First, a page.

The defendant, Tommy Samsell, was indicted and tried at the August, 1965, term of Walker Superior Court for the murder of Newborn Bolt by shooting him with a shotgun. The defendant was found guilty of murder with recommendation of mercy and was sentenced to life imprisonment. The defendant filed a motion for new trial on the general grounds only, which was overruled by the trial judge. The appeal is from that judgment. He enumerates as error the overruling of his motion for new trial on the general grounds, and more particularly that the conviction was based on circumstantial evidence, which did not exclude every fair and reasonable hypothesis save that of the guilt of the accused.
While the evidence in this case was entirely circumstantial, the facts, as hereinafter set out, were sufficient to authorize the jury to find that the evidence does exclude every other reasonable hypothesis save that of the guilt of the accused, as required to convict on circumstantial evidence. Code 35-109.
The deceased was found lying on his back in the front room (which could be entered only from the other room) and was fully dressed in white overalls with a heavy coat on. There was no blood on his ankles or legs, nor anywhere else on or about him except around the opening in his back and on the floor where he lay, and a spot of blood on the lower front leg of his overalls. But blood was found on either side of the breach lever of the gun, on a new ax handle in the room, on the right hand of the defendant between the thumb and index finger, on the ring of the wheel chair which defendant, who had no legs, used to move about, and in the pocket of the defendant's trousers. The blood on defendant's hand, on the wheel chair, in defendant's pocket and the spot on the front of deceased's overalls was all type A. Defendant's blood was type A, and the deceased's was type O. The type of the blood on the gun could not be established. The deceased was killed about 9 to 10 p.m. and the doctor, coroner, and sheriff to whom the killing was reported, arrived at the house about midnight. The coroner testified that he noticed a cut and fresh blood on defendant's right hand and asked him about it. He said it was a fungus infection. He had the doctor look at it, who said it was not a fungus. The next day the defendant said he had cut his hand on a piece of tin out near the barn at the end of the ramp, but an examination of the tin revealed no blood on it. Defendant stated that night that the only shells in the house were buckshot, but a shell with number 4 shot and a shell with buckshot were found in the house, and the shotgun had an empty shell in it that had contained number 4 shot. The shotgun had recently been fired. The defendant and deceased had been drinking during the afternoon, and the sheriff testified that he had been drinking before they arrived, and that he was talking loud and boisterously.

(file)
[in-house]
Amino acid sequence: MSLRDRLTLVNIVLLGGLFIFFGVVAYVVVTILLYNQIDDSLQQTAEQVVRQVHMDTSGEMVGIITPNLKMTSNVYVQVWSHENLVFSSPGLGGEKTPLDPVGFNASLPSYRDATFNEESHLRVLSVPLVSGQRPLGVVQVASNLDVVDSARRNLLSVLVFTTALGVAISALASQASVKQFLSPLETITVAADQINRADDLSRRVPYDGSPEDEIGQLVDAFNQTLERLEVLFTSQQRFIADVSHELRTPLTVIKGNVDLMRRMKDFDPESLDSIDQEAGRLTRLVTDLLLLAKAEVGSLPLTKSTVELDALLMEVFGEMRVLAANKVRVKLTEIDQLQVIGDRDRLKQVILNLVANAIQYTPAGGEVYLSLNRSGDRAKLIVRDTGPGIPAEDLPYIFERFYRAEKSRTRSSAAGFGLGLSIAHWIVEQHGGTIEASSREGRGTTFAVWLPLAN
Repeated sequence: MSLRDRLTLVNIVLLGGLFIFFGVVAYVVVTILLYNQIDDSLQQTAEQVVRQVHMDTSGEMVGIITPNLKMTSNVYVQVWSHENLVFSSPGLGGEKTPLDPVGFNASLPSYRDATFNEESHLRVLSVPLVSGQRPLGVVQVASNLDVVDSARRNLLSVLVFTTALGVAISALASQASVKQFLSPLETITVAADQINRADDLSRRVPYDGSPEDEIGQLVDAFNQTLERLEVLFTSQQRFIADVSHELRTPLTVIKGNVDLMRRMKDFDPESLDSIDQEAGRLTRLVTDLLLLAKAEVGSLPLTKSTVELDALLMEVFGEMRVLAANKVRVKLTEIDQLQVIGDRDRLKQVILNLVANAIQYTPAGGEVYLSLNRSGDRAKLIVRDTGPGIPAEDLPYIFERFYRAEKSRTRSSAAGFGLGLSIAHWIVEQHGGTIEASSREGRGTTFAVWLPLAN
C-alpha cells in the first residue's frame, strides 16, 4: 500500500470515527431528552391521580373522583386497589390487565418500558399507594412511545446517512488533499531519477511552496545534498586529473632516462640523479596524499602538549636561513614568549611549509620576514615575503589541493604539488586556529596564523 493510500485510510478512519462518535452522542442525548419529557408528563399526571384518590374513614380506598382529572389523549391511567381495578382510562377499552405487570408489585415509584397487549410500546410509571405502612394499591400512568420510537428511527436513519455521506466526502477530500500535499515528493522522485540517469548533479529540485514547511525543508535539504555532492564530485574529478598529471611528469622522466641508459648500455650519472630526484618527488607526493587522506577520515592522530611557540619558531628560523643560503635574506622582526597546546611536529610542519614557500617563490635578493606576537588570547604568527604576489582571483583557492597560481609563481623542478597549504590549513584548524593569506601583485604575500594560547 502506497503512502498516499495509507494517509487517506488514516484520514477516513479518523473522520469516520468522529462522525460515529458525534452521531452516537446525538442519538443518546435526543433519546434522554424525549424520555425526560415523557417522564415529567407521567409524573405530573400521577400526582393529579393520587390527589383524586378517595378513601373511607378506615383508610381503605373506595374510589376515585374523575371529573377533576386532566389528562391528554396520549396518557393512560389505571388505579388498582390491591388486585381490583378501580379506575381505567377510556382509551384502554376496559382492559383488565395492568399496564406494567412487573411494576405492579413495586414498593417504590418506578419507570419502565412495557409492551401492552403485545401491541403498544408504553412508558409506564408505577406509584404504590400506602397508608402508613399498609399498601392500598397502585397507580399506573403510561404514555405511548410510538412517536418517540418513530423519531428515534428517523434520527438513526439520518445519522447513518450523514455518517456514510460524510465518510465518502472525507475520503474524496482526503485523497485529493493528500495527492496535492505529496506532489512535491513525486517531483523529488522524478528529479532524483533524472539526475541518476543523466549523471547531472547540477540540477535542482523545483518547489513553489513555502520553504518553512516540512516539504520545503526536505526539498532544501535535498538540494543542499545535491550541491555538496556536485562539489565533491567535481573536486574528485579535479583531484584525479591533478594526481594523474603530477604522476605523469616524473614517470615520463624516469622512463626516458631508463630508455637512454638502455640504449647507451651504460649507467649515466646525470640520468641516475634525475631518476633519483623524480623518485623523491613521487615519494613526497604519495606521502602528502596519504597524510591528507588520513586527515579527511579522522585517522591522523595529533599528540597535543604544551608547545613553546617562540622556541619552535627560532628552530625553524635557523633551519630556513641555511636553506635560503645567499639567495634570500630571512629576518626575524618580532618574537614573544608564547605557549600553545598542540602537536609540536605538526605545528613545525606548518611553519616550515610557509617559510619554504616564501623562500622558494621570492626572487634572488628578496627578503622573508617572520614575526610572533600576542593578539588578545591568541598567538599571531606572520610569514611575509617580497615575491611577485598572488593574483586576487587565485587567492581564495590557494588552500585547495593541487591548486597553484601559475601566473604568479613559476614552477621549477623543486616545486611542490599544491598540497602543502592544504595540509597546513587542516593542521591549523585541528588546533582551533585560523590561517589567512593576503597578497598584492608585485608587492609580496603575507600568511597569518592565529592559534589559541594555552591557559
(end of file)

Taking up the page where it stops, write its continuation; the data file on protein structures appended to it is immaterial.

The defendant made an unsworn statement in which he stated that he was ". . . Laying on the bed asleep, heard this shot gun blast, man says 'I'm shot,' Newborn Bolt, and I jumped up, he walked in the room where I was and set down beside me hard and laid back a little hard, and that was the last was said out of him. And I set there, I didn't think the room was even shot, thought he was drinking because both of us was. When I got up, lifted his hand up and laid it over out of the doorway where I could get outside. As I started out through that room, there laid that shotgun, I picked it up and trowed [sic] it back on this couch, went, then went on outside where I could holler and get some help up there. It taken me quite a bit to get help."